In simplest terms, a Christian disciple is a committed follower of Jesus Christ. In the Bible, "disciple" is synonymous with "Christian." As one source explains:
The characteristic name for those who gathered around Jesus during his ministry was "disciple." He was the teacher or master; they were his disciples (mathētai), a term involving too much personal attachment and commitment to be adequately rendered by "pupil." The name was carried over into Acts, where it frequently has the general sense of Christian (cf. Acts 14:21). The use of the term in Acts for those who had no acquaintance with Jesus during the days of his flesh serves as a reminder that the relationship of subsequent generations of Christians to the exalted Christ is not essentially different from that enjoyed by those who walked with him on the earth. It further indicates that the Lord's solemn sayings regarding the nature and cost of discipleship must be given their full weight in the construction of a doctrine of the Christian life (cf. Luke 6:40; 14:25-33). However common the term may be in Acts, it disappears completely from the rest of the NT. Apparently "disciple" was no more adequate as a permanent title for Christians than "teacher" or "rabbi" was for Jesus, whose lordship was now fully revealed and understood. (Evangelical Dictionary of Theology) (quoted verbatim)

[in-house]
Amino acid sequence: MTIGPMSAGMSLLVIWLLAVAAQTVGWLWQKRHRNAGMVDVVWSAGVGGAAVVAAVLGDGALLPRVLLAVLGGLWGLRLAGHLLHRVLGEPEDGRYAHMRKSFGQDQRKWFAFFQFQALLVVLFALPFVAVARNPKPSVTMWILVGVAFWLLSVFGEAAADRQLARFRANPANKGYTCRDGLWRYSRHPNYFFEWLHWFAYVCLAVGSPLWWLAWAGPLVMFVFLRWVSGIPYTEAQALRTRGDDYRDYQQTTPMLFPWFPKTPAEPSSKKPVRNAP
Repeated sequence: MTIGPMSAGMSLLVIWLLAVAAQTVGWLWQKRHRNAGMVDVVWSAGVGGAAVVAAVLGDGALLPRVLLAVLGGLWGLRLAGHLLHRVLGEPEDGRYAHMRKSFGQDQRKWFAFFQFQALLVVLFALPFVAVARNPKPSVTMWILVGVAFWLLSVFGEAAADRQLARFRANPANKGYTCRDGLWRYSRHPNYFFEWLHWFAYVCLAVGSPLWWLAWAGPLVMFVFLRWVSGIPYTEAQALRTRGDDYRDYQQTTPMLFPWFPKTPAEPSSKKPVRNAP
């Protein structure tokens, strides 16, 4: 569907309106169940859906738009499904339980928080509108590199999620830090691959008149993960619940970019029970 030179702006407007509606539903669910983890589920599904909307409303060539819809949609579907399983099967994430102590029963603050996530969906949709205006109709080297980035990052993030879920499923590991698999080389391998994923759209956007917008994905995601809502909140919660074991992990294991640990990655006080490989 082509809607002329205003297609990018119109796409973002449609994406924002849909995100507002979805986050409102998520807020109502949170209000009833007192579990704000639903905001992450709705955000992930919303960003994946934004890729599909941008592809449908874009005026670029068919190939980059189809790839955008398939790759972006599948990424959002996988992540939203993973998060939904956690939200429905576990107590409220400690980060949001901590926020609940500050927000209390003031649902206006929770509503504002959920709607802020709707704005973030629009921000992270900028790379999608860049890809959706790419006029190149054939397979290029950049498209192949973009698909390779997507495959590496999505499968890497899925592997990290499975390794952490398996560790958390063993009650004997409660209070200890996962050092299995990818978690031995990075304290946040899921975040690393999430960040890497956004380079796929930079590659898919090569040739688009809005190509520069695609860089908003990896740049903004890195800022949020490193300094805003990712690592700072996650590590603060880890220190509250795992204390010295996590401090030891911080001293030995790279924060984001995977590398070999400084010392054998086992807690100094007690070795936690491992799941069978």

Today we speak of disciples and discipleship 1) as a means of identifying true, committed Christians, and 2) as shorthand for the process of growing and maturing in our Christian walk and witness. True, saving faith in Jesus Christ involves much more than mere mental assent to certain facts. It involves placing our complete trust in Christ, and then living for God rather than self. Faith and faithfulness are inseparable: salvation joins us both to Christ and to fellow Christians, and the Holy Spirit "nurtures the initial response of faith to the gospel message into a continuing life of joyful praise and obedience to God (Rom. 1:5; 16:26), and loving service to the neighbour (Gal. 5:6, 13–14; 6:1–2)." (New Dictionary of Biblical Theology).
True, committed discipleship is very costly and, in fact, involves nothing less than a radical rethinking of what life is all about. As Jesus put it: "'If anyone comes to Me, and does not hate his own father and mother and wife and children and brothers and sisters, yes, and even his own life, he cannot be My disciple. Whoever does not carry his own cross and come after Me cannot be My disciple'" (Luke 14:26-27, NASB). This means that: